Developed by: G. Novak, A. Gavrin, E. Patterson, W. Christian
middle schoolhigh schoolintro collegeinter-mediateupper levelgrad school other
What? Students answer questions online before class, promoting preparation for class and encouraging them to come to class with a "need to know." Instructors use the responses to fine tune their presentation and incorporate student quotes into the class.
Why? The JiTT system of pre-class preparation can result in a more efficient use of classroom time and "priming" of key concepts. When correctly delivered, JiTT motivates student interest and provides valuable feedback to teachers prior to formal instruction.
Why not? The JiTT method calls for instructor review of student responses immediately before class. This requires a consistent, dedicated commitment of time prior to each class using JiTT. Finding an appropriate system for collecting student responses can be a challenge.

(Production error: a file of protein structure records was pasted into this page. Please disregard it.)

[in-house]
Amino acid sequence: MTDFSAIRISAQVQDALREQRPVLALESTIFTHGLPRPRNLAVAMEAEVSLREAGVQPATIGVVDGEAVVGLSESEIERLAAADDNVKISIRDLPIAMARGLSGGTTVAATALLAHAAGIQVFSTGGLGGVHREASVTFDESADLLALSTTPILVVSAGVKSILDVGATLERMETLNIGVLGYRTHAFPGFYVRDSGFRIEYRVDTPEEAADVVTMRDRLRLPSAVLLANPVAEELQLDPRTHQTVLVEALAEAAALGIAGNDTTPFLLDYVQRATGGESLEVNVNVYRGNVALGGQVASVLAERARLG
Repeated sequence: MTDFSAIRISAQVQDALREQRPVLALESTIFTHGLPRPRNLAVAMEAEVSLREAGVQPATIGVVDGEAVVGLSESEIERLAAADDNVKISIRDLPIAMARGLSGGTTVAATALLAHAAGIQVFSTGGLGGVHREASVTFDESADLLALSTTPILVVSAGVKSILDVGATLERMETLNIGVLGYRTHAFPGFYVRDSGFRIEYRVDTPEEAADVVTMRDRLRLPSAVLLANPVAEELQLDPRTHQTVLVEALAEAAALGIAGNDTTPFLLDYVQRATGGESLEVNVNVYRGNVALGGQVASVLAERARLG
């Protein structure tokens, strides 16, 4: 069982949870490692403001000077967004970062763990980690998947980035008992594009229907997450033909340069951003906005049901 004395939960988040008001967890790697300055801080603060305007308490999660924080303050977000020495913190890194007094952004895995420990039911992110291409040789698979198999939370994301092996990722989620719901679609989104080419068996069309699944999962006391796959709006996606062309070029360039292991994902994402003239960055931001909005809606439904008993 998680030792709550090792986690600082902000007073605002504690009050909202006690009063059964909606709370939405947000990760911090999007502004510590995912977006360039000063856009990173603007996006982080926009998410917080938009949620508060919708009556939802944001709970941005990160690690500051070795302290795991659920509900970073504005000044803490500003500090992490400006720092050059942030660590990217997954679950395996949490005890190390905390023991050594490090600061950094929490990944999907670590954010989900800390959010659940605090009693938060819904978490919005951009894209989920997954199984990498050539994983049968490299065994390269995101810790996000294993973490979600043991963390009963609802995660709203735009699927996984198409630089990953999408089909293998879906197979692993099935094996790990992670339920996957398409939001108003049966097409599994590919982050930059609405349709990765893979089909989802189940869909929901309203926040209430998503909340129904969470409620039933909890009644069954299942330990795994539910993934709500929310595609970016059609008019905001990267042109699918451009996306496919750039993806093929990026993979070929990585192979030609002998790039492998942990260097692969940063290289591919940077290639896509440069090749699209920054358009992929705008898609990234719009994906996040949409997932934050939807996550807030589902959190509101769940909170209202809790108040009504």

Student skills developed
- Conceptual understanding
- Making real-world connections
- Using multiple representations
Instructor effort required
- Computers for students
This is the third highest level of research validation, corresponding to:
- at least 1 of the "based on" categories
- at least 1 of the "demonstrated to improve" categories
- at least 1 of the "studied using" categories
Research Validation Summary
Based on Research Into:
- theories of how students learn
- student ideas about specific topics
Demonstrated to Improve:
- conceptual understanding
- problem-solving skills
- lab skills
- beliefs and attitudes
- retention of students
- success of underrepresented groups
- performance in subsequent classes
- cycle of research and redevelopment
- student interviews
- classroom observations
- analysis of written work
- research at multiple institutions
- research by multiple groups
- peer-reviewed publication
- S. Formica, J. Easley, and M. Spraker, Transforming common-sense beliefs into Newtonian thinking through Just-In-Time Teaching, Phys. Rev. ST Phys. Educ. Res. 6 (2), 020106 (2010).
- K. Marrs, R. Blake, and A. Gavrin, Web-Based Warm Up Exercises in Just in Time Teaching: Determining Students' Prior Knowledge and Misconceptions in Biology, Chemistry, and Physics, J. Coll. Sci. Teaching 33 (1), 42 (2003).
- J. Watkins and E. Mazur, Just-in-Time Teaching and Peer Instruction, in Just in Time Teaching: Across the Disciplines, Across the Academy (2009), p. 39.